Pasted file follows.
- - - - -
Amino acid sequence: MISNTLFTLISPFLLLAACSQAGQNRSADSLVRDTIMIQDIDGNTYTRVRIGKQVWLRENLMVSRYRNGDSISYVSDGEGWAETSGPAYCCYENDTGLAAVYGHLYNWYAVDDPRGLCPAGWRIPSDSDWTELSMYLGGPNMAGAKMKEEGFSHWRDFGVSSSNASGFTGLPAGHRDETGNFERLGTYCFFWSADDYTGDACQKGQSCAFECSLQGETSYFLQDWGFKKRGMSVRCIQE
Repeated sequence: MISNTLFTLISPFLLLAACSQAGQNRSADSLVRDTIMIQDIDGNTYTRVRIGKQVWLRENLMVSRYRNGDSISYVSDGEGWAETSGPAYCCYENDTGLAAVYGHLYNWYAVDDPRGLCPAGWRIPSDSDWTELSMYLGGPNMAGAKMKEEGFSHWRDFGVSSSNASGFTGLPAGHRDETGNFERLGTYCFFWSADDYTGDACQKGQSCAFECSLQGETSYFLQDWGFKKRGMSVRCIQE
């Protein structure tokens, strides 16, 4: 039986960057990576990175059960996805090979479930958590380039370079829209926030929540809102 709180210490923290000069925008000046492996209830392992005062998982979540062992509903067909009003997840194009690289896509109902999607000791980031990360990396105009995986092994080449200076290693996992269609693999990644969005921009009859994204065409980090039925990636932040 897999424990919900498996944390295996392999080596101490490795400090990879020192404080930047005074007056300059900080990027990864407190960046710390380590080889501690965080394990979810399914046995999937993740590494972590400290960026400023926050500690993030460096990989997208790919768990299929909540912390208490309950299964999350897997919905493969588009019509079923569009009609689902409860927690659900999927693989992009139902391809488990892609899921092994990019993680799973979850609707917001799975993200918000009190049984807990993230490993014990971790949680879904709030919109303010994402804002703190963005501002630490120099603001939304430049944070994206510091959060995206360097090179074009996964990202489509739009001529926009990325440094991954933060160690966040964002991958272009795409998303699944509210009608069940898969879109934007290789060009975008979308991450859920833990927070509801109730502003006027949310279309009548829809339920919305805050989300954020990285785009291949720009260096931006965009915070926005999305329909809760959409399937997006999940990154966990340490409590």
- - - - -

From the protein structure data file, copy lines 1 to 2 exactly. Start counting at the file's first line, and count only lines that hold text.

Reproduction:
Amino acid sequence: MISNTLFTLISPFLLLAACSQAGQNRSADSLVRDTIMIQDIDGNTYTRVRIGKQVWLRENLMVSRYRNGDSISYVSDGEGWAETSGPAYCCYENDTGLAAVYGHLYNWYAVDDPRGLCPAGWRIPSDSDWTELSMYLGGPNMAGAKMKEEGFSHWRDFGVSSSNASGFTGLPAGHRDETGNFERLGTYCFFWSADDYTGDACQKGQSCAFECSLQGETSYFLQDWGFKKRGMSVRCIQE
Repeated sequence: MISNTLFTLISPFLLLAACSQAGQNRSADSLVRDTIMIQDIDGNTYTRVRIGKQVWLRENLMVSRYRNGDSISYVSDGEGWAETSGPAYCCYENDTGLAAVYGHLYNWYAVDDPRGLCPAGWRIPSDSDWTELSMYLGGPNMAGAKMKEEGFSHWRDFGVSSSNASGFTGLPAGHRDETGNFERLGTYCFFWSADDYTGDACQKGQSCAFECSLQGETSYFLQDWGFKKRGMSVRCIQE